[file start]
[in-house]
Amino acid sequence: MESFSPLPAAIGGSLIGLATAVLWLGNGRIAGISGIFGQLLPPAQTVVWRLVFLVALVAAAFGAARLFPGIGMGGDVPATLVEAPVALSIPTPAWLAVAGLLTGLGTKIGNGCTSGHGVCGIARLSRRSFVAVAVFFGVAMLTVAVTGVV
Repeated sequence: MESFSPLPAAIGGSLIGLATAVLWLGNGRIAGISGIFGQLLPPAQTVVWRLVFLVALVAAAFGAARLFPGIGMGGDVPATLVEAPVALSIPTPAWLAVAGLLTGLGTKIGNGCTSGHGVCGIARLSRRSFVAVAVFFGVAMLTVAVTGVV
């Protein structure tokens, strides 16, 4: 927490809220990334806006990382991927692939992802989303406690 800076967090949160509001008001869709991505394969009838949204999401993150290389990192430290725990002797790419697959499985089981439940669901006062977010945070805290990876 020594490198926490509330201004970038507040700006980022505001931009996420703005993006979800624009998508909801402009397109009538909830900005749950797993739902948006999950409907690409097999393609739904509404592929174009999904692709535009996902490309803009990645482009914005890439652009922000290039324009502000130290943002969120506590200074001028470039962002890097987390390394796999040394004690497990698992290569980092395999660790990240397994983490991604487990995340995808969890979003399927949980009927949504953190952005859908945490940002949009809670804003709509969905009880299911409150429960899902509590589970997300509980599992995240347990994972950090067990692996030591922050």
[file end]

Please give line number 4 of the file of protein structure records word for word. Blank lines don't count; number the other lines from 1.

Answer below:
């Protein structure tokens, strides 16, 4: 927490809220990334806006990382991927692939992802989303406690 800076967090949160509001008001869709991505394969009838949204999401993150290389990192430290725990002797790419697959499985089981439940669901006062977010945070805290990876 020594490198926490509330201004970038507040700006980022505001931009996420703005993006979800624009998508909801402009397109009538909830900005749950797993739902948006999950409907690409097999393609739904509404592929174009999904692709535009996902490309803009990645482009914005890439652009922000290039324009502000130290943002969120506590200074001028470039962002890097987390390394796999040394004690497990698992290569980092395999660790990240397994983490991604487990995340995808969890979003399927949980009927949504953190952005859908945490940002949009809670804003709509969905009880299911409150429960899902509590589970997300509980599992995240347990994972950090067990692996030591922050």